Princeton University is settling a class-action lawsuit over the school’s 403(b) plans for $5.8 million, according to court records filed July 28.
The agreement ends the three-year-old case, in which plaintiffs alleged the school breached its fiduciary duties of loyalty and prudence. The retirement plans carried exceptionally high administrative charges and included restrictive, poorly performing and expensive investment options, the plaintiffs stated in the 2017 complaint.
The school tentatively reached a settlement with the plaintiffs in April, though the terms were not finalized or disclosed at the time. The case was one of many lawsuits under the Employee Retirement Income Security Act aimed at elite colleges and universities. That wave of lawsuits followed a massive volume of Erisa litigation against 401(k) sponsors a few years earlier, a trend that continues today.
Princeton’s defined-contribution plans represented more than $2 billion in assets among more than 24,000 participants in 2018.
Along with the monetary component of the settlement, the university agreed to work to reduce the plan’s record-keeping fees, which the plaintiffs stated were more than $300 per year per participant. The school also agreed to issue a request for proposals for administrative services and third-party investment consulting. Further, the defendant agreed to review the TIAA collateralized loan program in the plan, as well as several TIAA investments that were central to the lawsuit.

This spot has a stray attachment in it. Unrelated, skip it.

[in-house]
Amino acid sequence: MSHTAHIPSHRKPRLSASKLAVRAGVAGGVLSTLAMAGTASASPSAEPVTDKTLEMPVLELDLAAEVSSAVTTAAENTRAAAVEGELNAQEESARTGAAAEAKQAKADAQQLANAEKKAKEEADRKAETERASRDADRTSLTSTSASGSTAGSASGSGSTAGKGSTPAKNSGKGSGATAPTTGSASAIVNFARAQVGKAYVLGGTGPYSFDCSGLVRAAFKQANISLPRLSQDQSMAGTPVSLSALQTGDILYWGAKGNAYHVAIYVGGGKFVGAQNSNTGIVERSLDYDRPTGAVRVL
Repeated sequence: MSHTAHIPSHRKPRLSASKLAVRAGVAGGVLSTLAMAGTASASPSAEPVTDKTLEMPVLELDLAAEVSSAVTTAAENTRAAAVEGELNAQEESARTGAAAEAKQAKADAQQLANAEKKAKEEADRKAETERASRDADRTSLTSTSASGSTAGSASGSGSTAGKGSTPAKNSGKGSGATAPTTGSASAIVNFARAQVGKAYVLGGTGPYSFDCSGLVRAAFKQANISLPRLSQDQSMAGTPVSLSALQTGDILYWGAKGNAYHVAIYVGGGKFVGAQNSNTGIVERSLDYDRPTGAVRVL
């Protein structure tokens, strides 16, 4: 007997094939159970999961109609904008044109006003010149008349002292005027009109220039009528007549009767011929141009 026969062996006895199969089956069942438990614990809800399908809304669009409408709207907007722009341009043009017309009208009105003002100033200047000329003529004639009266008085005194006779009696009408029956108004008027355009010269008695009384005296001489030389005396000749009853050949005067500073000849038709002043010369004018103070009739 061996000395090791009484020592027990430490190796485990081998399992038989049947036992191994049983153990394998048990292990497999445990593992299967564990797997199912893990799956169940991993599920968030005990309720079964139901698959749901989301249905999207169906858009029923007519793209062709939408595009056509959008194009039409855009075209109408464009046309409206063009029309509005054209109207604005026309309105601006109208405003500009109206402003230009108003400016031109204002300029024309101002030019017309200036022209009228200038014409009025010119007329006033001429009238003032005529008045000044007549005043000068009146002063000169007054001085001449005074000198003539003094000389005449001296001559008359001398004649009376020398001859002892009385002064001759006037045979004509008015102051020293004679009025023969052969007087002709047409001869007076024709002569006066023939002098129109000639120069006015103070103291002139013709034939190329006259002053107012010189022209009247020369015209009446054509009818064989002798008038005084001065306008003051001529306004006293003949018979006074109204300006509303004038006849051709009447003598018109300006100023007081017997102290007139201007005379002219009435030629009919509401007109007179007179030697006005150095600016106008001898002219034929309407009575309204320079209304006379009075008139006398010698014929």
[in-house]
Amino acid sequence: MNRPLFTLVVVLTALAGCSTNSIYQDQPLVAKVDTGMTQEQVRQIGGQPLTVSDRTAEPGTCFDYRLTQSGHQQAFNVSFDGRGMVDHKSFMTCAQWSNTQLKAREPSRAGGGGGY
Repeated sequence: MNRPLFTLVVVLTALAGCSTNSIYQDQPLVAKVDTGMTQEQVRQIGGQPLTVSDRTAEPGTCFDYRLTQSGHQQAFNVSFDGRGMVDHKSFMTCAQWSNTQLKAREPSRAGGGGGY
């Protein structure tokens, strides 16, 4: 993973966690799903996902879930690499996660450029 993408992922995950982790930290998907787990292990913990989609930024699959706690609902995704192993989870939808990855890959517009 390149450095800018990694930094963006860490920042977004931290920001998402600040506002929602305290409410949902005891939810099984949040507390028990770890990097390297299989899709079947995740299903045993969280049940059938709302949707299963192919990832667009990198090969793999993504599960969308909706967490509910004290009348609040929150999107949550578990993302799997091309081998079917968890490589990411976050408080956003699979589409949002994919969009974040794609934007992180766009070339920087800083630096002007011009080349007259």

The case is one of several that have focused on the TIAA Traditional Annuity, which the plaintiffs contend is highly restrictive. That product included a surrender charge of 2.5% for lump-sum payments, which could only be made within 120 days of leaving employment at Princeton, according to the complaint. Under normal circumstances, payments from the annuity are made over 10 years, via annual installments, the plaintiffs stated.
The plaintiffs are represented in the lawsuit by Berger Montague and Schneider Wallace Cottrell Konecky Wotkyns, which have been active in class-action retirement plan litigation over the past several years.
Princeton is represented by law firm Jackson Lewis.
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